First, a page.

Christ (Ge­orge Clooney). The miss­ing genre is a film noir, but that’s in the movie that sur­rounds all this, the Coen Brothers’ slyly af­fec­tion­ate, win­ning satire of the dream fac­to­ries that turned out the movies of their child­hood. Gran­ite-faced Josh Brolin is the stu­dio fixer who deals with prob­lems on all of the sets, in­clud­ing the kid­nap­ping of a ma­jor star (in Ro­man cos­tume) by a das­tardly cell of Com­mie screen­writ­ers. There are a few seams and soft spots, but over­all it’s glo­ri­ous fun. Rated PG-13. 106 min­utes. Re­gal Sta­dium 14; Vi­o­let Crown. (Jonathan Richards)

HOW TO BE SIN­GLE Rebel Wil­son, who rose to fame thanks in large part to the

Pitch Per­fect films, brings her sassy, raunchy on-screen per­sona to this com­edy, in which she plays a young woman who just wants to help a friend (Dakota John­son) en­joy the sin­gle life in New York City. This life nat­u­rally in­volves a lot of pam­per­ing, al­co­hol, clubs, and one-night stands — all at­tended to with zany aplomb. Rated R. 110 min­utes. Re­gal Sta­dium 14; Vi­o­let Crown; Dream­Catcher. (Not re­viewed)

IN­GRID BERGMAN: IN HER OWN WORDS In­grid Bergman never threw any­thing away, and Stig Björk­man’s docu-por­trait draws on her fam­ily pho­to­graphs, reels of home movies, and di­aries and jour­nals. Bergman won Amer­ica’s heart with her en­chant­ing smile and poignant aura of mys­tery in movies like Casablanca, lost it when she fled Hol­ly­wood and hus­band for a ca­reer, af­fair, mar­riage, and chil­dren (not strictly in that or­der) with Ital­ian di­rec­tor Roberto Ros­sellini, and then won it again as time and evolv­ing stan­dards healed the wounds she’d in­flicted on the Pu­ri­tan Amer­i­can psy­che. “I re­gret the things I didn’t do, not what I did,” she tells a reporter. “I was given courage and I was given a sense of ad­ven­ture. And that has car­ried me along, with a sense of hu­mor and a lit­tle bit of com­mon sense. And it’s been a very rich life.” Not rated. 114 min­utes. In English, Swedish, French, and Ital­ian with sub­ti­tles. Cen­ter for Con­tem­po­rary Arts. (Jonathan Richards)

JA­NIS: LIT­TLE GIRL BLUE Forty-five years af­ter Ja­nis Jo­plin died of a heroin over­dose in Los An­ge­les, her friends, rel­a­tives, lovers, and col­leagues still get emo­tional when spec­u­lat­ing what more the rock pi­o­neer might have done had she lived be­yond her 27th year. We hear from them through in­ter­views, home movies, let­ters, and re­hearsal and con­cert footage in Amy Berg’s new doc­u­men­tary. Berg’s film al­lows view­ers to dis­cover what made Jo­plin a leg­end de­spite the brevity of her tran­scen­dent ca­reer. Not rated. 105 min­utes. The Screen.

(Sandy Nelson)

KUNG FU PANDA 3 The third film in the an­i­mated Kung Fu Panda saga finds the Fu­ri­ous Five un­der at­tack by a su­per­nat­u­ral vil­lain named Kai (J. K. Sim­mons) and Po the panda (voiced by Jack Black once more) re­united with his es­tranged father (Bryan Cranston). Po and his pop travel to their se­cret panda com­mu­nity, but when Kai finds the vil­lage, Po must train a whole fight­ing force of kung-fu pan­das. The an­i­ma­tion and ac­tion is up to the se­ries’ typ­i­cally beau­ti­ful, colorful highs, and the jokes land like karate chops, but the first film in the se­ries is still the most novel and af­fect­ing. Rated PG. 95 min­utes. Screens in 3-Dand 2-Dat Re­gal Sta­dium 14. Screens in 2-Donly at Vi­o­let Crown; Dream­Catcher. (Robert Ker)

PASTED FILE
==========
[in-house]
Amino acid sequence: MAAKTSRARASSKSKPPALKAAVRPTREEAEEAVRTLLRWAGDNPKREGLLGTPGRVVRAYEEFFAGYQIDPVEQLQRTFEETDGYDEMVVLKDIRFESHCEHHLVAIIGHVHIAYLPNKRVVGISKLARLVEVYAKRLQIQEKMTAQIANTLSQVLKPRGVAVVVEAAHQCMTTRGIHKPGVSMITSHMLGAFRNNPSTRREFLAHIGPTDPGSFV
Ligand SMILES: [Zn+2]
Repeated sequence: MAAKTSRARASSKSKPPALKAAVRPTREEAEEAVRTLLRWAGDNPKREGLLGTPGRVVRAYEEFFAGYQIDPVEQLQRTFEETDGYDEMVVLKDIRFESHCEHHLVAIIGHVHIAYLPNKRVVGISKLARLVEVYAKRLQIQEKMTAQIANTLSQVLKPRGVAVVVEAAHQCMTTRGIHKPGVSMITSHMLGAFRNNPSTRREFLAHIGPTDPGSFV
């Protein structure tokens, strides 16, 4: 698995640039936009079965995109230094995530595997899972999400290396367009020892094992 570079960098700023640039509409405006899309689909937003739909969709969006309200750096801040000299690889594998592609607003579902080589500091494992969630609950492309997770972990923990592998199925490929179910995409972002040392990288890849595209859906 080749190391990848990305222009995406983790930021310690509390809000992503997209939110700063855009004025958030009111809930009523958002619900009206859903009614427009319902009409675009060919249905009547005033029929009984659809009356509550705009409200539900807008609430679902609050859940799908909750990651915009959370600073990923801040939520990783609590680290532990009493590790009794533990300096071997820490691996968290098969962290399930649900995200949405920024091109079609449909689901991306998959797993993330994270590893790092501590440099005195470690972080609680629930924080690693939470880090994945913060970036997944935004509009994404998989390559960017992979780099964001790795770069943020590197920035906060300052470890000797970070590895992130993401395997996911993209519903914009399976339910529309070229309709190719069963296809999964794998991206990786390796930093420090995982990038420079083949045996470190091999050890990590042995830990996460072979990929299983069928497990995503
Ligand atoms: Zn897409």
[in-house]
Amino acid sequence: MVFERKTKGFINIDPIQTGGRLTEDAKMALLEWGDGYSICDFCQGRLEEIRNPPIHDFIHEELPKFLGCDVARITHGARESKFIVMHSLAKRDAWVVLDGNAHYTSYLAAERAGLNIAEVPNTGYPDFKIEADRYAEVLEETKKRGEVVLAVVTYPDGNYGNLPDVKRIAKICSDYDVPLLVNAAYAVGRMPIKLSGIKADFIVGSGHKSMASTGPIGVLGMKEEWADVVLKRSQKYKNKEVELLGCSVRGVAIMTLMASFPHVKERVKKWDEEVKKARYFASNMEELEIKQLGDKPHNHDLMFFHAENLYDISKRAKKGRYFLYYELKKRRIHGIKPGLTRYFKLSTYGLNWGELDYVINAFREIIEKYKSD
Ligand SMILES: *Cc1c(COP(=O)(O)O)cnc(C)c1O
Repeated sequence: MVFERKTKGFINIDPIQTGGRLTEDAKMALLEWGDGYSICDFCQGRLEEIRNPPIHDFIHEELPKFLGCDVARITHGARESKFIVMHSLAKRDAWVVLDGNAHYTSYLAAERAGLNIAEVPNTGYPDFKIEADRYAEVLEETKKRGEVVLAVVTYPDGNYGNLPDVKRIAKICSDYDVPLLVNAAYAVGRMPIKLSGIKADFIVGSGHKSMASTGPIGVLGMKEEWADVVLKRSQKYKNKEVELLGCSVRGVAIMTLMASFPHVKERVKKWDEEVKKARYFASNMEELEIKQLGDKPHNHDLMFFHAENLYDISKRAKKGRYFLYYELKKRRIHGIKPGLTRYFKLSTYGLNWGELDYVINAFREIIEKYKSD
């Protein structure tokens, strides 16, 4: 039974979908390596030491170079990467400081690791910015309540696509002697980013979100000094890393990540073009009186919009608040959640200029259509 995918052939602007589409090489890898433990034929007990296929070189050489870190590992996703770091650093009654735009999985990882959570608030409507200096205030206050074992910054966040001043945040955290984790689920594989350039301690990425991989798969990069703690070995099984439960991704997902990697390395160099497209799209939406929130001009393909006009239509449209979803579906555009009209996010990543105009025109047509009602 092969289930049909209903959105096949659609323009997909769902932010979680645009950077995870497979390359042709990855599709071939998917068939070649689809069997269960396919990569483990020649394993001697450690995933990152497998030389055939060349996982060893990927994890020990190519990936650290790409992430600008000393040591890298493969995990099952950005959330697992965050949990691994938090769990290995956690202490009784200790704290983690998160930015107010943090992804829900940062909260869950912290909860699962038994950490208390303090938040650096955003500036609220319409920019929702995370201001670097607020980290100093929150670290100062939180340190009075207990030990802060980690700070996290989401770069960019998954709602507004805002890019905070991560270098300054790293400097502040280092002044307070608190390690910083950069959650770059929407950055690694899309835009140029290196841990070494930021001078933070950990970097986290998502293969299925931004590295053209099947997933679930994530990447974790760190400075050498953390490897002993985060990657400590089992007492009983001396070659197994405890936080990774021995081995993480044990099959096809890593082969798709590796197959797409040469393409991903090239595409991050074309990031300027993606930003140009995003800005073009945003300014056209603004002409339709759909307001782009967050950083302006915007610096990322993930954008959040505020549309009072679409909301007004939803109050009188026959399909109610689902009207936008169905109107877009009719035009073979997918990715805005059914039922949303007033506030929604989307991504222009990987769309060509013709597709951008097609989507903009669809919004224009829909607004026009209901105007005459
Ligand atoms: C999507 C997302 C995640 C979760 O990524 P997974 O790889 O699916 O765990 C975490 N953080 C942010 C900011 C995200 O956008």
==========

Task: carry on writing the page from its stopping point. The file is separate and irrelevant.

OS­CAR  NOM­I­NATED SHORT FILMS Watch­ing the Os­car- nom­i­nated shorts is a speedy tour of in­ter­na­tional sto­ry­telling. In the live-ac­tion cat­e­gory, Ave Maria, a fam­ily of Is­raeli set­tlers crashes their car on the grounds of a con­vent in the West Bank. In the nu­anced live-ac­tion drama,

Day One, an Afghan-Amer­i­can woman be­gins work as an in­ter­preter for the U. S. forces in war torn Afghanistan. In Ev­ery­thing

Will Be Okay, an­other live-ac­tion drama, a di­vorced father takes his eight-year- old daugh­ter out for a sur­real week­end. Among the an­i­ma­tion nom­i­nees is Bear Street, in which a soli­tary bear ped­dles his me­chan­i­cal dio­rama. Cloning will play a sig­nif­i­cant part in the fu­ture, es­pe­cially for those who are well off and hope to live for­ever; World of To­mor­row, an an­i­mated drama, ex­plores this premise. Not rated. Var­i­ous run­ning times. The Screen. (Priyanka Ku­mar)

THE REVENANT The ad­ven­tures of Hugh Glass, one of the leg­endary moun­tain men of the Amer­i­can fron­tier, make for spell­bind­ing sto­ry­telling. Whether they make a spell­bind­ing movie is most likely in the eye of the be­holder. The facts of this tale are grisly, and di­rec­tor Ale­jan­dro G. Iñár­ritu (last year’s Os­car- win­ner with Bird­man) hews closely to them. Mauled by a bear and left to die by his com­pan­ions, Glass (Leonardo DiCaprio) in­cred­i­bly sur­vived, made it back over hun­dreds of miles of wilder­ness to civ­i­liza­tion, and sought re­venge on the men who had aban­doned him. A man be­ing at­tacked by a bear is riv­et­ing cinema; a man drag­ging him­self over hun­dreds of miles of frozen land­scape is not. The true story of Hugh Glass is a tes­ta­ment to man’s ca­pac­ity for en­durance. For bet­ter or for worse, so is the movie, which has none­the­less drawn 12 Os­car nom­i­na­tions, in­clud­ing Best Pic­ture, Di­rec­tor, Ac­tor, and Sup­port­ing Ac­tor. Rated R. 158 min­utes. In English, French, Pawnee, and Arikara with some sub­ti­tles. Re­gal Sta­dium 14; Vi­o­let Crown; Dream­Catcher. (Jonathan Richards)